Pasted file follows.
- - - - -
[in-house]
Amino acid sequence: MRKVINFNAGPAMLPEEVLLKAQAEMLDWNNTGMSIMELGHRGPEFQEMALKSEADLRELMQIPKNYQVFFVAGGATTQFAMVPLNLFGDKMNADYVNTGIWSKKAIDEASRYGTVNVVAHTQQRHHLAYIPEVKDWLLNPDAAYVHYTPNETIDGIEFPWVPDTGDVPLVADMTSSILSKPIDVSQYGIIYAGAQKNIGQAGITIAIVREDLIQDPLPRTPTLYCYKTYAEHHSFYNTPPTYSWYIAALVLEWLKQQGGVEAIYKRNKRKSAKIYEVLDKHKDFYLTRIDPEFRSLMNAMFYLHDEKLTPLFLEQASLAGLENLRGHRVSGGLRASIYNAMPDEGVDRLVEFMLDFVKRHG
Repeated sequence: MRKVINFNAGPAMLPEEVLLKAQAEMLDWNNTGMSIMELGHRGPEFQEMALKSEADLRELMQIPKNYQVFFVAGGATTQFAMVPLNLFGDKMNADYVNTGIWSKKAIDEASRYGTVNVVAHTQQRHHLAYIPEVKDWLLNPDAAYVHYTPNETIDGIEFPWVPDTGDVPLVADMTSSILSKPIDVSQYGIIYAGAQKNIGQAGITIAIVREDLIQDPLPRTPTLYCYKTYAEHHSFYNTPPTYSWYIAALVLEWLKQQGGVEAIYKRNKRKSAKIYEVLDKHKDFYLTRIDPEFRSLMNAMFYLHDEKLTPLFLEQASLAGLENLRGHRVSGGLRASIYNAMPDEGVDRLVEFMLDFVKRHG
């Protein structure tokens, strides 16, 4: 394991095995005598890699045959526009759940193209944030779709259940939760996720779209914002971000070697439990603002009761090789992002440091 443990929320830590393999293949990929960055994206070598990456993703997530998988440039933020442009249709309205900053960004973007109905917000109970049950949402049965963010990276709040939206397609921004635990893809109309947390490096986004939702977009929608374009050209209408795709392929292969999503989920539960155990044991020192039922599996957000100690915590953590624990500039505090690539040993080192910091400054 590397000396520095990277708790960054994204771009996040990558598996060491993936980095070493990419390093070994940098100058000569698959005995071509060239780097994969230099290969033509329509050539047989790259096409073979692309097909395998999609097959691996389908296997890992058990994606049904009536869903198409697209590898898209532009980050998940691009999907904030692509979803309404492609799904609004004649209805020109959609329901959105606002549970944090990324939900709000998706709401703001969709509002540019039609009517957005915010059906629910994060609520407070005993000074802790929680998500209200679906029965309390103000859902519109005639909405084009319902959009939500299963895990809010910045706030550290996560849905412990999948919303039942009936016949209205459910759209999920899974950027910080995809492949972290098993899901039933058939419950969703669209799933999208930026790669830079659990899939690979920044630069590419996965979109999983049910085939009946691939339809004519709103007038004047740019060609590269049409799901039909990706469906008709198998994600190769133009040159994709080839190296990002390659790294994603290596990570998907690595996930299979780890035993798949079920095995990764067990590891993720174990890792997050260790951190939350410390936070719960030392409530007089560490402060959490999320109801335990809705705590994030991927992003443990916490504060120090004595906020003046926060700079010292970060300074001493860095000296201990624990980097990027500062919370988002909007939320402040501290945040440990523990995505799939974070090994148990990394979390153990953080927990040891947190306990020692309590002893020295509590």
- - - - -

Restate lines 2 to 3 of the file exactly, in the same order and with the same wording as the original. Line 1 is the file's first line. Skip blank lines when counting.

Amino acid sequence: MRKVINFNAGPAMLPEEVLLKAQAEMLDWNNTGMSIMELGHRGPEFQEMALKSEADLRELMQIPKNYQVFFVAGGATTQFAMVPLNLFGDKMNADYVNTGIWSKKAIDEASRYGTVNVVAHTQQRHHLAYIPEVKDWLLNPDAAYVHYTPNETIDGIEFPWVPDTGDVPLVADMTSSILSKPIDVSQYGIIYAGAQKNIGQAGITIAIVREDLIQDPLPRTPTLYCYKTYAEHHSFYNTPPTYSWYIAALVLEWLKQQGGVEAIYKRNKRKSAKIYEVLDKHKDFYLTRIDPEFRSLMNAMFYLHDEKLTPLFLEQASLAGLENLRGHRVSGGLRASIYNAMPDEGVDRLVEFMLDFVKRHG
Repeated sequence: MRKVINFNAGPAMLPEEVLLKAQAEMLDWNNTGMSIMELGHRGPEFQEMALKSEADLRELMQIPKNYQVFFVAGGATTQFAMVPLNLFGDKMNADYVNTGIWSKKAIDEASRYGTVNVVAHTQQRHHLAYIPEVKDWLLNPDAAYVHYTPNETIDGIEFPWVPDTGDVPLVADMTSSILSKPIDVSQYGIIYAGAQKNIGQAGITIAIVREDLIQDPLPRTPTLYCYKTYAEHHSFYNTPPTYSWYIAALVLEWLKQQGGVEAIYKRNKRKSAKIYEVLDKHKDFYLTRIDPEFRSLMNAMFYLHDEKLTPLFLEQASLAGLENLRGHRVSGGLRASIYNAMPDEGVDRLVEFMLDFVKRHG